|THE NEIGHBORHOOD ARCHIVE - All Things Mister Rogers|
Neighborhood (Johnny Costa LP)
Most big cities claim one, I guess. Toledo had Art Tatum, Memphis has had Phineas Newborn, Boston 's had Dave McKenna. Sometimes they escape city limits to gain national prominence. Many times they're known only to musicians and a handful of fans. Pittsburgh 's Johnny Costa is somewhere in between.
Pittsburgh has surely contributed its share of grand pianists: Earl Hines, Mary Lou Williams, Billy Strayhorn, Erroll Garner, Dodo Marmarosa, Ahmad Jamal, Sonny Clark, Horace Parlan, and others less familiar. For just over thirty years, Johnny Costa has been at the edges of greater fame but unable to cross that border. But just because you don't recognize the name doesn't mean he can't do it. Ask anyone who's heard him play. Johnny Costa is the real thing.
Costa has been musical director for Mr. Rogers' Neighborhood since its inception in 1965. Fred Rogers is a very private, very focused person, some say difficult, but the two have been good friends and collaborators since the mid-50s. They're as gifted and productive a team as Ellington and Strayhorn. Rogers, a pianist himself and holder of a BA in music, supplies the lyrics and the basic melodies. Costa then fills them out, arranges them, and performs the music “live” on the show.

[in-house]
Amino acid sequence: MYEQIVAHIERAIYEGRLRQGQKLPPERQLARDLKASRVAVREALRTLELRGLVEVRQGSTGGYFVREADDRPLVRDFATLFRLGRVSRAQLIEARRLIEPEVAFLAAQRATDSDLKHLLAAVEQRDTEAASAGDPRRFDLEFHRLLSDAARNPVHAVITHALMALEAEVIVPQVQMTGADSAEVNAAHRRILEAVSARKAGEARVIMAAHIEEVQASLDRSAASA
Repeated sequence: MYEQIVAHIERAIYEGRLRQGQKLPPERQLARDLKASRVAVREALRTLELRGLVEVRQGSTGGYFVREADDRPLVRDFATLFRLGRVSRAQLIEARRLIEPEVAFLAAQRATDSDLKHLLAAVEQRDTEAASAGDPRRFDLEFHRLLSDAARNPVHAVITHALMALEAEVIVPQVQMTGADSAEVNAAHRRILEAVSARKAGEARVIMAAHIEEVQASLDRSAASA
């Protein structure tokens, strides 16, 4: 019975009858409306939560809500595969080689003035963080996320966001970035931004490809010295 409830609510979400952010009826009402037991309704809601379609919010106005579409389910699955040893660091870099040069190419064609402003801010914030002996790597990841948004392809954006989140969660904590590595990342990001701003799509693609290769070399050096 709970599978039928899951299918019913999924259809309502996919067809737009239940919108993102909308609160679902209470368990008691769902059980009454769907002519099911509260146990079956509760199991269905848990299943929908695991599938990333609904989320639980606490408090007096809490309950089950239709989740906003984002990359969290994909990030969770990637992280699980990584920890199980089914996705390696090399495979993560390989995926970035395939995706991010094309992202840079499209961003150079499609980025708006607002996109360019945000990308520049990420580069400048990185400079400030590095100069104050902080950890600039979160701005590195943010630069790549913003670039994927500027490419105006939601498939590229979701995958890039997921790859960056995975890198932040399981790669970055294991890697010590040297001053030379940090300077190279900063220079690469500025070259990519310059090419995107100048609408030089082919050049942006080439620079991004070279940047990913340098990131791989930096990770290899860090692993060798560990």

Mister Rogers' Neighborhood has become a national institution and treasure. Costa, who performs unseen, deserves far greater credit than he admits to. Unless you're listening to the show, it's easy to overlook him. But not to Fred Rogers. Rogers told Keyboard Magazine in 1985 that “nobody...could just step in and take Johnny's place. It would be just as hard for somebody to step in and take my place."
Costa has even arranged several of Rogers ' works for symphony orchestra and has conducted special concerts in Boston, Buffalo, Chicago, Denver, Orlando, Seattle and elsewhere. Together he and Rogers have made three appearances on The Tonight Show and one on Late Night with David Letterman. But Mister Rogers' Neighborhood is only one reason why Costa has remained in the Pittsburgh neighborhood. There have been opportunities, and a few close calls over the years.
After a stint as an Army medic, Costa returned home and earned two BA degrees from Carnegie Tech—now Carnegie-Mellon University—one in music composition, the other in education (“just in case I was a flop in music”). He got his first jobs as a soloist during those summers, playing near Asbury Park , NJ at Paul's Edgewater Club in Wanamassa. In 1951 he was called by WDTV, of the old Dumont Network. WDTV became KDKA-TV and Costa became its musical director until 1965. At one point he even hosted his own program. During this time he and Fred and Josie Carey worked together on a short-lived Sunday kids show.